Offers of prayer and alternative medicine come with two big assumptions: that I can be changed (which, outside of a miracle, is unlikely to happen) and that I need to be un-disabled to be okay.
Tag Archives | illness
For us it was my unexpected neurological illness that turned our love upside down. If love languages were inflexible things, we would have been sunk.
These past few years have shown a flurry of small breakthroughs in ME research, indicating inflammation in the brain, showing perhaps for the first time biochemically the ME patient’s abnormal physiological response to exercise, and a possible autoimmune origin. Finding the cause seems closer than ever – but because the government won’t fund it, we are reliant on people who know how devastating this illness can be in order to take research forward.
“I don’t know what God is doing. I don’t know why He heals me and then doesn’t heal me. I don’t know why He heals some and not others. I don’t know what governs His actions. That is what makes Him God.”
Eventually I sob out to a few friends on Voxer: Who am I? What am I doing with my life? – and it feels good to have released something. My friend Sarah replies, and says that in lots of cultures around the world, the women, particularly the mothers, are the archivists. They record the memories, take the photos, write the stories.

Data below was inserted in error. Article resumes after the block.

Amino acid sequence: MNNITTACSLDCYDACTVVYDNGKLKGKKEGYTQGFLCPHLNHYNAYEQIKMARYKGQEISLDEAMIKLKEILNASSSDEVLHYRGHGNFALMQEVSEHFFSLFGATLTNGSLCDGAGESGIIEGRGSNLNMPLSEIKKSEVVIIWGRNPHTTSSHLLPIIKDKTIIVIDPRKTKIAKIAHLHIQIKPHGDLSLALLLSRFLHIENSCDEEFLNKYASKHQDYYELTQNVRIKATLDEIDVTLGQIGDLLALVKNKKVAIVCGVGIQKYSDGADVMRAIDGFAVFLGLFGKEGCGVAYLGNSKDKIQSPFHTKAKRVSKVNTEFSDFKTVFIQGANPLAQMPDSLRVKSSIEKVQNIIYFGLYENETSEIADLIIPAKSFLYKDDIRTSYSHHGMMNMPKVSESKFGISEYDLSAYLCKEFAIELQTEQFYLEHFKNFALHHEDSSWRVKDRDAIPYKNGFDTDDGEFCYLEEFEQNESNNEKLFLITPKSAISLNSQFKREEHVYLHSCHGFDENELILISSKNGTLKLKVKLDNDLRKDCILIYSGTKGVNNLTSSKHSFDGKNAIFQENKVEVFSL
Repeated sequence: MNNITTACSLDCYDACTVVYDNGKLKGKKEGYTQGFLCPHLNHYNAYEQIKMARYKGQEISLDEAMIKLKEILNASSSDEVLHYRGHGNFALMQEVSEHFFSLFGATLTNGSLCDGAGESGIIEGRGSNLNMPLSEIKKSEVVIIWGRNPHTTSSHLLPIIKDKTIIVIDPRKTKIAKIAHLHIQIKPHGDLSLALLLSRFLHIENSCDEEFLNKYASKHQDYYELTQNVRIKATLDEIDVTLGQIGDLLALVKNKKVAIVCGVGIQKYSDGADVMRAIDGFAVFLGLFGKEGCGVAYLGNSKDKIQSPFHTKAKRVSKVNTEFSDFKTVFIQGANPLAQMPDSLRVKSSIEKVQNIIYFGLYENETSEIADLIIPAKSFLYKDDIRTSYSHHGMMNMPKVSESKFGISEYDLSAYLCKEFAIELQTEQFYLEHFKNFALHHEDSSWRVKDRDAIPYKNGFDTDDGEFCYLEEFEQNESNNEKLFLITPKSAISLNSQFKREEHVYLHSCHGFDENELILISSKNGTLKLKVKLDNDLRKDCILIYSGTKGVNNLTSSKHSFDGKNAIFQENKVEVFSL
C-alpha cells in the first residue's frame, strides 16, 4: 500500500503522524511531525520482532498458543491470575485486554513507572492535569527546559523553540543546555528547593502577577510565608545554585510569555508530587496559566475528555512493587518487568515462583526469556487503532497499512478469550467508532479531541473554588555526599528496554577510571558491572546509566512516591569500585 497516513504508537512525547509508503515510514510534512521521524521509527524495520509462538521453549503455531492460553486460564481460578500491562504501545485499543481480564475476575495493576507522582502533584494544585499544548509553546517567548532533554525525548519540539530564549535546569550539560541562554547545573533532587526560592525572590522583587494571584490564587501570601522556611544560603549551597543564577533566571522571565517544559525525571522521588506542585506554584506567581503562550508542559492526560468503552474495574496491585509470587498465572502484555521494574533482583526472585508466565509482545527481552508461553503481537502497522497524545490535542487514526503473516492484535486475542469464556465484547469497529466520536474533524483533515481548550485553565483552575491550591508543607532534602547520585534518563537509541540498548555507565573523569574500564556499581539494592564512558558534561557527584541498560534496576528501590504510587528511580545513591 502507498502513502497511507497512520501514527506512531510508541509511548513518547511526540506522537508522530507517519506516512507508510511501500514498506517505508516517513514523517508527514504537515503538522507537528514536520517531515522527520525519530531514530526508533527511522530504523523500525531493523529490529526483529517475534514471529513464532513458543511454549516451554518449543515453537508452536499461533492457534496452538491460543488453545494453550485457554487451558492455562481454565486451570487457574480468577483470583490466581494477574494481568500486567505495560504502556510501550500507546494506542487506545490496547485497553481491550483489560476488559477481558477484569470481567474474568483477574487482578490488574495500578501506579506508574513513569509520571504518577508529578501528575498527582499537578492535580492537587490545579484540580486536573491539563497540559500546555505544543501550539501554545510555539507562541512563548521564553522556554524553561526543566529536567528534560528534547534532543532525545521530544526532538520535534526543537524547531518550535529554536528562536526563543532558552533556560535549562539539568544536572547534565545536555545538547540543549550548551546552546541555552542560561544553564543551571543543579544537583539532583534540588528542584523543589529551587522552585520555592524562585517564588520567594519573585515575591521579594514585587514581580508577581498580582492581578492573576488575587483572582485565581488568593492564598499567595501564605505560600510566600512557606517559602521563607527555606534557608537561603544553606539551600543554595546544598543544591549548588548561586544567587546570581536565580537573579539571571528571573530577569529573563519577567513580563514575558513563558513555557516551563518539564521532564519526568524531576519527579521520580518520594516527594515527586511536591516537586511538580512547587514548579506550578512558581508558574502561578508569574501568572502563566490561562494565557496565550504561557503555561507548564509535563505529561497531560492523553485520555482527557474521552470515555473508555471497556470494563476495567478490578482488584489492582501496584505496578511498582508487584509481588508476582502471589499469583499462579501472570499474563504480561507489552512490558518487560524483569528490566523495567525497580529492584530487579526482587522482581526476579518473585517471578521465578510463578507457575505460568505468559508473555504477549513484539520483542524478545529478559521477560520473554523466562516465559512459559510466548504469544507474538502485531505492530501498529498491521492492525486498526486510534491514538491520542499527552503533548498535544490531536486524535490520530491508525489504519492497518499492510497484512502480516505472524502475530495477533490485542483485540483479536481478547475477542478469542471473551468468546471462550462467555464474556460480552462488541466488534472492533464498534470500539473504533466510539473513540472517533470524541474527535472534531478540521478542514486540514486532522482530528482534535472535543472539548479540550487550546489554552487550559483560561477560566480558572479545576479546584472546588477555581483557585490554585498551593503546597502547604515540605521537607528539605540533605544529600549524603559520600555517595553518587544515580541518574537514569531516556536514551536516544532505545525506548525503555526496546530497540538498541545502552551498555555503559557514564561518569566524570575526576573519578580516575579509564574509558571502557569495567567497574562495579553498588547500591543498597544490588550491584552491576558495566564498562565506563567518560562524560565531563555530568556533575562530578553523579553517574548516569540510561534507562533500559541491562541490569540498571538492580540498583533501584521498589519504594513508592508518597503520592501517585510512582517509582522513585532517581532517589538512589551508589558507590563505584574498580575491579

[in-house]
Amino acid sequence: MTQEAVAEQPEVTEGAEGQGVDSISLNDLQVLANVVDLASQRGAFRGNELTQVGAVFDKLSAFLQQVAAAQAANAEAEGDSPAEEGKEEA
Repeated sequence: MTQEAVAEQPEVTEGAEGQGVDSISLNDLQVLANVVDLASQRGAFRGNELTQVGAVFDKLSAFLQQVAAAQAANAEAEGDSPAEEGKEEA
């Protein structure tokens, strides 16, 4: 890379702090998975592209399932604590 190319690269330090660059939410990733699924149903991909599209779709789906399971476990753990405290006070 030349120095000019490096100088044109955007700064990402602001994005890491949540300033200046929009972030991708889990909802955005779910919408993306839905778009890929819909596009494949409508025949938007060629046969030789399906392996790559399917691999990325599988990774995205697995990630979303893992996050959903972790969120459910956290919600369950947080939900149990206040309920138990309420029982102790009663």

When you have no voice, you are entirely dependent on other people’s willingness to listen to you.
When you have no voice, every single time you strain your body to whisper, there is a cost. You only speak because you absolutely have to speak.
When you have no voice, it is a very lonely experience. People stop asking your opinion, because they know you can’t answer back.
Can we just all agree, unanimously, to put a pause on January? Wouldn’t that be nice – just to have a couple of weeks of zero time, an empty space with neither Christmas nor New Year Resolutions – so we can all catch up with ourselves before the year begins?
She is my hero, because, like Job, she endures. We admire those who climb mountains and endure freezing temperatures, and history applauds them. But where are the records and awards for those who climb mountains of pain and isolation, day after day, for decades?